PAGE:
Naturally, in the overheated atmosphere of the climate debate, the second part of the idea is especially controversial, with the Intergovernmental Panel on Climate Change telling us that human emitted ‘greenhouse gases’ are the primary driver of global warming since the middle of the last century. They also say the Sun’s variation has very little effect on climate change. An IPCC author recently took exception to our special edition on the theory and got the journal we published it in axed. The first part of the idea is controversial too, as the received wisdom from most mainstream solar physicists is that the planets are too small and too far from the Sun for their motion to affect it. They are sure that the Sun runs an internal ‘dynamo’ (Babcock & Leighton) and ‘chronometer’ (Dicke) which accounts for the observations of its cyclic variations that have been made over the centuries.


Here we have  two fine scientists who have written an excellent and easily readable paper, well supported by the evidence they cite.

2400-year cycle in atmospheric radiocarbon concentration: bispectrum of 14C data over the last 8000 years
S. S. Vasiliev and V. A. Dergachev

Received: 5 September 2000 – Revised: 6 August 2001 – Accepted: 21 August 2001



The press release from BICEP making claims regarding detection of gravitational waves which inform us about the origin of the cosmos has been doing the rounds of the world’s media organisations.  Hans Jelbring comments:

Big Bang – The greatest fairy tale ever told
Hans Jelbring – 18-3-2014

big-bang-theoryThere is freedom of choosing religion in our country so there is no problem what you or I believe. On the other hand there is a problem when scientists mix facts supported by evidence and laws of nature with fantasy, unfounded hypotheses and faith.

There is no qualitative difference being a creationist believing that earth and our galaxy was created 6000 years ago or believing that the universe was created from a small cosmic egg 14 billion years ago. From where did this egg originate and what existed before that? There must have been something more (or rather, less) than a nuclear bomb within it since at that point not even matter are believed to has existed. None of these beliefs are or can be supported by scientific methods or verified experience. Hence, it cannot be classified as science.


The news last month that the Chinese Yuutu moon rover, ‘Jade Rabbit’, apparently suffered a failure when stowing it’s extending arm for hibernation through Lunar night got me thinking about possible causes.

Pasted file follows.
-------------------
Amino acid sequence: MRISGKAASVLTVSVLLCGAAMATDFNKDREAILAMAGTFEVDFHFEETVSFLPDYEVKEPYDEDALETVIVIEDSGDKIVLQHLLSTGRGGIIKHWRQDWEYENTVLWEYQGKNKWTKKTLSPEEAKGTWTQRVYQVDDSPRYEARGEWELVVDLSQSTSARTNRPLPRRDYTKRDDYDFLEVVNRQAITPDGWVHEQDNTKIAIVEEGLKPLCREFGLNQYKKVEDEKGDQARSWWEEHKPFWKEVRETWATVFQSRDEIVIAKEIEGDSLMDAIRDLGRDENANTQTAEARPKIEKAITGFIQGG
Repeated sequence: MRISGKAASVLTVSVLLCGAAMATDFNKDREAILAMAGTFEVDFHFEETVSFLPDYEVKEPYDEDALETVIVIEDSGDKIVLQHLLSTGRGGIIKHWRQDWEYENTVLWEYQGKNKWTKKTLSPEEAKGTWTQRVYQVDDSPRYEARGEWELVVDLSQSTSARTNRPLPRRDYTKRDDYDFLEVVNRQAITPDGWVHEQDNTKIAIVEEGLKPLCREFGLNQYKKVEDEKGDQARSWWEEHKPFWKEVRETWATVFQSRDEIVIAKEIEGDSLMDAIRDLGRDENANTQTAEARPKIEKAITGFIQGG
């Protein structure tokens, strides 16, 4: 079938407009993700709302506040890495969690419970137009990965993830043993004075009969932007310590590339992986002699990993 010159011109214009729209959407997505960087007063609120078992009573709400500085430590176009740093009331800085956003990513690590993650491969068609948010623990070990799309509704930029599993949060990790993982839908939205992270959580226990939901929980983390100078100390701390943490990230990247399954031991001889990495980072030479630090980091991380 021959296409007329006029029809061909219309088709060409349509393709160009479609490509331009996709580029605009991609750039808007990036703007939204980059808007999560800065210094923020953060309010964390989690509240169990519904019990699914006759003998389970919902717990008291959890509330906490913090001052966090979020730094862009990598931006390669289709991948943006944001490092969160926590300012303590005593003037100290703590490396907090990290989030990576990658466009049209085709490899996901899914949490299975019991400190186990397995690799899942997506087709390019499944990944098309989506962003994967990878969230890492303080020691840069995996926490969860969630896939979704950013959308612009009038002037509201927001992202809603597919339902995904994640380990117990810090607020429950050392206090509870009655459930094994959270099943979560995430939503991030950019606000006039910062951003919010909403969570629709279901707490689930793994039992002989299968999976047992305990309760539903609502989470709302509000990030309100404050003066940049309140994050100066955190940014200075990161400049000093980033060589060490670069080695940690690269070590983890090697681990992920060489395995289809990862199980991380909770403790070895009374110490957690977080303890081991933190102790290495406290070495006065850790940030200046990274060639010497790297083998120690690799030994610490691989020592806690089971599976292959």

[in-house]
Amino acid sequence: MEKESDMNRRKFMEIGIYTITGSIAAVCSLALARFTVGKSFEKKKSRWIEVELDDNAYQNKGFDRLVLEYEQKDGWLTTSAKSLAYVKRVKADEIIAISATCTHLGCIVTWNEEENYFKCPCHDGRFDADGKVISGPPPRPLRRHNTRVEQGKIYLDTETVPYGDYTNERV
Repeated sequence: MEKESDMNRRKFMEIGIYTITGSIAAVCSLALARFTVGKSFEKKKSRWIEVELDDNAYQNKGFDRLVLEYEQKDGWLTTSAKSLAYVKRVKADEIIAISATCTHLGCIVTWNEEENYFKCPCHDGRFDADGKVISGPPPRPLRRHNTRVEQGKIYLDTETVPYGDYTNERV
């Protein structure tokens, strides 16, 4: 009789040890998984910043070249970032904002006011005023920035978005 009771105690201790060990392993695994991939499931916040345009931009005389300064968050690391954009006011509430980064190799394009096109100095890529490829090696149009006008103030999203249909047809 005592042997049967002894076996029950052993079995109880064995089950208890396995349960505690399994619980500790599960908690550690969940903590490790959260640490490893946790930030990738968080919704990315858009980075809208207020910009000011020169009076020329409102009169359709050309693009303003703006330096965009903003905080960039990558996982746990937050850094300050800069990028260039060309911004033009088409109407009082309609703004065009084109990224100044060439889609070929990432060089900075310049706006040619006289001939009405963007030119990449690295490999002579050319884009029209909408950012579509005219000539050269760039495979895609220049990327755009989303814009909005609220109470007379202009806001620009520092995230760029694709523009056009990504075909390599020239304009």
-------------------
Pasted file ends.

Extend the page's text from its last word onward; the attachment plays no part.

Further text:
Photo of the Jade Rabbit rover taken by the Chang’e-3 lander after it rolled onto the lunar surface for the first time on December 15, 2013. Credit: Chinese Academy of Sciences/China National Space Administration

One consideration for the cause was the ingress of lunar dust into the mechanical gear. Since there is no air to support particles off the lunar surface, it occurred to me that electrostatics might be involved. The development of electrostatic charge can occur when dissimilar material undergo mutual surface friction, and this might cause dust to adhere to the rover.


Announcement on the SORCE Status page:

TSI-stpsat3Total Irradiance Monitor Status

(updated 24 Feb. 2014)

TIM daily solar measurements have resumed in a new operations mode.

The TIM, along with all other SORCE instruments, ceased collecting solar measurements after a battery cell failure on 30 July 2013. The LASP SORCE spacecraft operations team has implemented a new means of operating the instrument to acquire continued TSI measurements in the present limited-power mode. These measurements are expected to be more intermittent and of lower quality than those during the primary mission phase due to thermal and pointing issues, and this will be reflected in the time-dependent uncertainties given in the released data files.


H/T to ‘Catweazle’ for mentioning this report: nasa-sun-earth – on solar-terrestrial relations. A web summary is available here:

sun-sdoTaster from the text:

In the galactic scheme of things, the Sun is a remarkably constant star. While some stars exhibit dramatic pulsations, wildly yo-yoing in size and brightness, and sometimes even exploding, the luminosity of our own sun varies a measly 0.1% over the course of the 11-year solar cycle.

There is, however, a dawning realization among researchers that even these apparently tiny variations can have a significant effect on terrestrial climate. A new report issued by the National Research Council (NRC), “The Effects of Solar Variability on Earth’s Climate,” lays out some of the surprisingly complex ways that solar activity can make itself felt on our planet.



Around ten days ago I made an enquiry to Copernicus (the innovative science unpublishers) asking when they would be billing me for the order I made at the end of 2013. It turned out they had forgotten to do so, and they provided an invoice for a fresh order on Jan 27, 10 days after they axed the journal.


From the National Radio Astronomy Observatory, news that won’t surprise talkshoppers too much. Interesting though. Large magnetic field links binary pair

Dave Finley, Public Information Officer